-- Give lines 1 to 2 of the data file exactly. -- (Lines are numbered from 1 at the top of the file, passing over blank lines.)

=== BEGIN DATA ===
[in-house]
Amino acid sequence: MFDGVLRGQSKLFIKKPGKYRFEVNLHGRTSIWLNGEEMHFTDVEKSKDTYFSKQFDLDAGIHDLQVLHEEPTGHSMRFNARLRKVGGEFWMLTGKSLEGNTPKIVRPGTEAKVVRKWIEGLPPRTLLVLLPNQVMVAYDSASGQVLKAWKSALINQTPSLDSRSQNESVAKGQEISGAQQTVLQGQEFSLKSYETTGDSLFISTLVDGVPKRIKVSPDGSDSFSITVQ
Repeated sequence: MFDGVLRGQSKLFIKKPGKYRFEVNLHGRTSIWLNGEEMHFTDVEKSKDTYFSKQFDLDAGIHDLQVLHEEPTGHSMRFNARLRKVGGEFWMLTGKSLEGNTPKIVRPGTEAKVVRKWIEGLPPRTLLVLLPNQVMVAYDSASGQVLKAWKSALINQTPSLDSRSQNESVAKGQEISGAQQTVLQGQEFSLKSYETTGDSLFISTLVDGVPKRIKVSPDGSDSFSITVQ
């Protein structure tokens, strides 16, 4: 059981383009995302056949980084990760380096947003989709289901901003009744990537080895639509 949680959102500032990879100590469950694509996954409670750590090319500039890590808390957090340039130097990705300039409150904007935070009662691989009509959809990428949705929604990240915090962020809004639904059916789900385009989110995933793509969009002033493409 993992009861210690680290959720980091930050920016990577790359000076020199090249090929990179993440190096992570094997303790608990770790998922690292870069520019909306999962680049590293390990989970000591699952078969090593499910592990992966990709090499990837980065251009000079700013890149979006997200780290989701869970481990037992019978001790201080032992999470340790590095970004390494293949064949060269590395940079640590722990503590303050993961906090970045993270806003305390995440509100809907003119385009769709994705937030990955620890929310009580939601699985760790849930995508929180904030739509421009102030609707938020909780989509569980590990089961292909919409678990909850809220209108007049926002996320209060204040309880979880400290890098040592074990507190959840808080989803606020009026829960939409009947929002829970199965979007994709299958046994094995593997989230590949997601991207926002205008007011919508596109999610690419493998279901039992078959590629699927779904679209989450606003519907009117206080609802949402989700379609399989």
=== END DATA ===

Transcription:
[in-house]
Amino acid sequence: MFDGVLRGQSKLFIKKPGKYRFEVNLHGRTSIWLNGEEMHFTDVEKSKDTYFSKQFDLDAGIHDLQVLHEEPTGHSMRFNARLRKVGGEFWMLTGKSLEGNTPKIVRPGTEAKVVRKWIEGLPPRTLLVLLPNQVMVAYDSASGQVLKAWKSALINQTPSLDSRSQNESVAKGQEISGAQQTVLQGQEFSLKSYETTGDSLFISTLVDGVPKRIKVSPDGSDSFSITVQ